OTTAWA – Canada’s budget watchdog says recent cost-costing will put the federal government in a sound financial position in the long-term, but provinces and cities are not doing so well.
The federal Parliamentary Budget Office says overall debt at the three levels of Canadian government is similar to what’s happening in some European countries — although the situation is years away from becoming critical.
The head of the watchdog agency, Kevin Page, says government revenues are projected to keep dwindling while expenses for such things as health care and public pensions keep climbing.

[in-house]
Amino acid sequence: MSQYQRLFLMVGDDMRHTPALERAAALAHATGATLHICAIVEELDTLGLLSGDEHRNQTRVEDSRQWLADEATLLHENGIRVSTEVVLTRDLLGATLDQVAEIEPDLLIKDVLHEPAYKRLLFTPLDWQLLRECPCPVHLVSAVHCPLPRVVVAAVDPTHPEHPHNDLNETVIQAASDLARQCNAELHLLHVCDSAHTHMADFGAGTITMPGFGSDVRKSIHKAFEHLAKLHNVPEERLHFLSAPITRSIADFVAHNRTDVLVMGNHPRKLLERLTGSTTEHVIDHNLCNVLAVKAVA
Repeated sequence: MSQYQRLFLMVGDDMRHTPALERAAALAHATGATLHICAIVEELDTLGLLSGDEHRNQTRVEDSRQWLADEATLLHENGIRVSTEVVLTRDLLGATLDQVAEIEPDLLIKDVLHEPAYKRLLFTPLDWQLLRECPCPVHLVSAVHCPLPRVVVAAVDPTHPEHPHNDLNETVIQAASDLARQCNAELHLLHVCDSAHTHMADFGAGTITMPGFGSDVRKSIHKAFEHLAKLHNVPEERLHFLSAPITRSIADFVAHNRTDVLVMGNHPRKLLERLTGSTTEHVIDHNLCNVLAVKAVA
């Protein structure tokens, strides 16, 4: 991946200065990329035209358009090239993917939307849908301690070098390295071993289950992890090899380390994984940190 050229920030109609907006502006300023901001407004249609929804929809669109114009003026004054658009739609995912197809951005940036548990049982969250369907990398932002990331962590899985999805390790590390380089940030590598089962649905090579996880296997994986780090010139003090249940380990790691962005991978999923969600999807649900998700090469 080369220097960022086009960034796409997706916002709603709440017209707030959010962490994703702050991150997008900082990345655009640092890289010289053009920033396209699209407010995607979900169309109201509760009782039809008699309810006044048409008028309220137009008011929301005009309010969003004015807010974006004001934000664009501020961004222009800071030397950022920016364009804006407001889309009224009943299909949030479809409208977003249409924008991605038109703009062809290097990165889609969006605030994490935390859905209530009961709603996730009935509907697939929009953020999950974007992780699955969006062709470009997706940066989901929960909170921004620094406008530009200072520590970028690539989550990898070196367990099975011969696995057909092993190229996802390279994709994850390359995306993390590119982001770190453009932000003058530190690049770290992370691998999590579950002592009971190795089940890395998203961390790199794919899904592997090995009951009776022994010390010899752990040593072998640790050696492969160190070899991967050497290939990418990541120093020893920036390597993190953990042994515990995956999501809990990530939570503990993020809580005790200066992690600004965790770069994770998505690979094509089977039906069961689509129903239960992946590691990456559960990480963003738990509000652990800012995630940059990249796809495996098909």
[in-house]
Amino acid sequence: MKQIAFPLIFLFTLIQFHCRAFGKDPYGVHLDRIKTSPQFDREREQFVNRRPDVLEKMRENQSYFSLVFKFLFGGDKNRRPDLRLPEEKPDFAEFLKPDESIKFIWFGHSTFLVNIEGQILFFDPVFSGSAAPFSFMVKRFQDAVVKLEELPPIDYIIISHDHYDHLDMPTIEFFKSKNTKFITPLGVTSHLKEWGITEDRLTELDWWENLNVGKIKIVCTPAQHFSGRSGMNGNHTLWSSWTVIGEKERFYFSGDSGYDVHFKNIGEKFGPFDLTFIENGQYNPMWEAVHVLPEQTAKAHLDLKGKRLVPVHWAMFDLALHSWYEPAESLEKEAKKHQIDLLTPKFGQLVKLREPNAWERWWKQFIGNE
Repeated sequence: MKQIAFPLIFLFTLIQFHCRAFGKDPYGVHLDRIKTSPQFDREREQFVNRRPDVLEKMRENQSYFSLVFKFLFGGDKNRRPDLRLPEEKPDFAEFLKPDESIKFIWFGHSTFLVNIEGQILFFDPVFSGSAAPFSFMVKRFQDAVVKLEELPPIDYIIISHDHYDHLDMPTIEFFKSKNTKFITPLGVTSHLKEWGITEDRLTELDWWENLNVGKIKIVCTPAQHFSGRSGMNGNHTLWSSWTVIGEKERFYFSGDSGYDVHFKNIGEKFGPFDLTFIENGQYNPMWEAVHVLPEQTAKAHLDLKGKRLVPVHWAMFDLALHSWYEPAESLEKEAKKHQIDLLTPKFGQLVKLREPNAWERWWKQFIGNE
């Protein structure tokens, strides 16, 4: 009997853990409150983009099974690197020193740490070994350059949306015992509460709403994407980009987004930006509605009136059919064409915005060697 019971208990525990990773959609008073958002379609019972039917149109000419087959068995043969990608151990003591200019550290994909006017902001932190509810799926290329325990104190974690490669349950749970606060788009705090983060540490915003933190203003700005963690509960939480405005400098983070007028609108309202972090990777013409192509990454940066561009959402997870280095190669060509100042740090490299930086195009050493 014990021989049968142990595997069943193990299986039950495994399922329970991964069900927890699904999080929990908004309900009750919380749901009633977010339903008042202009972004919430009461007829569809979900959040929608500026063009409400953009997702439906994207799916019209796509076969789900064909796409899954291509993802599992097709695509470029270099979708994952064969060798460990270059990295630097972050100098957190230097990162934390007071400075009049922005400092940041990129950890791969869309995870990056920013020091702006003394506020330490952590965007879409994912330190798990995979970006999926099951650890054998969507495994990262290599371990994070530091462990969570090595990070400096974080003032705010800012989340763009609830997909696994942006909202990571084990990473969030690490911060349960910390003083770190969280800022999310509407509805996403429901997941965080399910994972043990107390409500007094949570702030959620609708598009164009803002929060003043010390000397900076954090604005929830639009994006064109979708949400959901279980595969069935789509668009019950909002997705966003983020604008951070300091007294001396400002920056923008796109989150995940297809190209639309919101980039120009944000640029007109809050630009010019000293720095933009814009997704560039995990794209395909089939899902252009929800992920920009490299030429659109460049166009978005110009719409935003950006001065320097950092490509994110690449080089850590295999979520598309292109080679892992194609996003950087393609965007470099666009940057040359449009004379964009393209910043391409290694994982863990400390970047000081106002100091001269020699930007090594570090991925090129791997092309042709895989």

However, most of those increased costs are falling on provinces and territories, not on the federal government in Ottawa.
Page says the federal government has put itself into a sustainable fiscal position with recent moves to limit health transfers to provinces, slash direct program expenses and increase the age of eligibility for Old Age Security to 67 from 65.
He says there’s time to adjust, however, because the impact of aging and policy measures won’t be felt for some time.
For instance, on current estimates, he expects total government sector debt as a percentage of gross domestic product will fall to 31.9 per cent in the next 20 years from the current 53.5 per cent.
But afterwards, it will start rising, peaking at 195 per cent in 2086 — assuming current policies remain intact.
All of that debt will be at the provincial, territorial and municipal level, he says, while Ottawa will actually be in surplus.